Wednesday, January 9

Outdoor Research Facemask review

I knew there would come a day when I would need to face the elements and learn to run outside in the winter. When I first started running, I built my endurance during the winter on a treadmill at the gym I joined, happily logging miles to my favorite tunes in a climate-controlled environment. My lungs were happy too.

My racing experiences taught me that my lungs needed to be exposed to a variety of different air types in order for me to do well in races that, well, weren't on a treadmill. (And unless you're doing a virtual race, it's likely that you're not racing on a treadmill.)

My asthma actually got so much worse in the summer's humidity (hallmark of western Pennsylvanian summers) that my race times suffered significantly. I even had to not attend a one-miler because the humidity was so bad and my asthma was bothering me so much... So I knew that the cold weather, the opposite extreme, would be a challenge. I just wasn't sure how to handle it.

Cue running coach: he recommended that I buy a face mask. I had been using a neck cowl, pulling it up over my nose and mouth when I felt like I needed to, but its fleeciness--albeit warm--got damp with my breath and the inconsistent temperatures for my breathing actually seemed to make things worse...

The local running store didn't have what I was looking for, so I had to look somewhere hardcore. I went to the outdoor enthusiast's store and--behold!--I found the Outdoor Research face mask for $26.

I ran a 5k for this trial. It was 20 degrees Fahrenheit with a windchill of 7 degrees in St. Louis, Missouri, on New Year's Day. This was the coldest weather I ever attempted to run in... but I did it!

$26 might seem like a steep price for such a dainty thing, but when you first wear this, if you struggled to breathe before, you will thank your lucky stars to have found it and you will feel like you stole the thing for the price that you paid...

The technical composition is stellar--Windstopper fabric pulled gently across your face, shaped to cup your chin and nose without rubbing, secured at the nape of your neck with Velcro. Awesome.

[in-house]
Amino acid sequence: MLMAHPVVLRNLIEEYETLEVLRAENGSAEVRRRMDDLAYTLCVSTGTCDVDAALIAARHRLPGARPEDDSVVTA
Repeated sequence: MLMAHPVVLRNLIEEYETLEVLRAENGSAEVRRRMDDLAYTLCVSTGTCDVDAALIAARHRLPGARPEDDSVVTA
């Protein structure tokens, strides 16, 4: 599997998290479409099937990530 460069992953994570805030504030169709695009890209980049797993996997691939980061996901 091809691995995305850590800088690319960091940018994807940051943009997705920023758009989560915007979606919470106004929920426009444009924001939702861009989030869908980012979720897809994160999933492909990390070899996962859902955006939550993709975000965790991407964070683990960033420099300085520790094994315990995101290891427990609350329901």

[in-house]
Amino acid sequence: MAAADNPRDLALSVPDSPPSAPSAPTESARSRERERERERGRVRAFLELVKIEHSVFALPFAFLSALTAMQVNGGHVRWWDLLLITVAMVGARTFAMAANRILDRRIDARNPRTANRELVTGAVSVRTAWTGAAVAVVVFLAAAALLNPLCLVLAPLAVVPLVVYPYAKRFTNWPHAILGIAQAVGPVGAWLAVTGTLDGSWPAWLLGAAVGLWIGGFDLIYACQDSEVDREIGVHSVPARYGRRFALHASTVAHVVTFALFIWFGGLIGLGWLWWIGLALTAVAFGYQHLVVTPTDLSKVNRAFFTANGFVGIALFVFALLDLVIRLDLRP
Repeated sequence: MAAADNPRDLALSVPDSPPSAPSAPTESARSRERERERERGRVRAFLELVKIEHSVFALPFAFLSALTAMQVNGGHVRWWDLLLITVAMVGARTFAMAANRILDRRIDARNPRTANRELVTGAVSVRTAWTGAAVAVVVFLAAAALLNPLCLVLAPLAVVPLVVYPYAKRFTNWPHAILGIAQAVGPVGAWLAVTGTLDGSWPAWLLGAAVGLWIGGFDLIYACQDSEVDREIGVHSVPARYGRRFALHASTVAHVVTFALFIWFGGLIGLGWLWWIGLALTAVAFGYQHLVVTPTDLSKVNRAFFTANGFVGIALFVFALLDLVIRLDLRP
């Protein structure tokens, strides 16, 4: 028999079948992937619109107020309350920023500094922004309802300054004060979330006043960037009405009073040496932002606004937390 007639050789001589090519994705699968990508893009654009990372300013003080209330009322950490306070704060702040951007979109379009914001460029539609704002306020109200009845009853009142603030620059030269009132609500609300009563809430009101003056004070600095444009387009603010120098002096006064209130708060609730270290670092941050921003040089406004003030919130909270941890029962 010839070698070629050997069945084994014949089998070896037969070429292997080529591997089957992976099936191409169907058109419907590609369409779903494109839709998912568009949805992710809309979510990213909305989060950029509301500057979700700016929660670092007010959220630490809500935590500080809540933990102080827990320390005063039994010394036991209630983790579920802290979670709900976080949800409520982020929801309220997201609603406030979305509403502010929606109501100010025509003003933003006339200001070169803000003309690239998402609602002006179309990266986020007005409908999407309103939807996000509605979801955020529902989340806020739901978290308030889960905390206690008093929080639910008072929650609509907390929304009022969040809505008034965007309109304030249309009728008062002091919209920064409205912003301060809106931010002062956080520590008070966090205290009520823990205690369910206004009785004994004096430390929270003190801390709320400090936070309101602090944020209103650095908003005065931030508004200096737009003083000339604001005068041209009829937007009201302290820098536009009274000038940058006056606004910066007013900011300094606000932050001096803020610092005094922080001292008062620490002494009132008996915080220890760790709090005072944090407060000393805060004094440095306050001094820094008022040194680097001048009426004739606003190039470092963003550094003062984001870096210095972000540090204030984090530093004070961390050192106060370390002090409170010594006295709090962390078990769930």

It does not:
  • Restrict your movement
  • Feel like a turtleneck two sizes too small or grandma squeezing her shoulder into your throat as she hugs you.
  • Allow you to suck in cold air. (Clutch for asthmatics with cold air-induced bronchospasms!)
  • Restrict your breathing*.
  • Increase your likelihood to be scoped out for a fashion magazine. It's functional, but you're not going to be mistaken for Kate Middleton in it.
 It does:
  • Have a thin inner fleece lining that will brush against your face as you bounce along in your run. 
  • Collect a little bit of moisture inside the front near where your nostrils or mouth are. 
  • Move a bit if you dip your head towards your chest (like you're looking down).
  • Wash well! I put it in a gentles bag with my running socks and sports undergarments. It goes in the dryer on low, too. Easy wash, easy dry.
  • Help manage breathing by providing consistent air temperature.
  • Come in different sizes. (I wear a small.)
All that being said, I would definitely recommend the Outdoor Research face mask to my fellow asthmatics! I think you'll be satisfied with the relief. For others struggling with cold air intake during the winter, this might be a good bet for you too if you find that you're frequently breathing out of your mouth.

*I did not have an asthma attack during this run, so I was breathing as I would normally during a run. That is what I mean when I say that it did not restrict my breathing.

1 comment:

  1. That's great that you can run in cold weather now. I should check that out the Outdoor Research face mask! I have allergies and asthma to.


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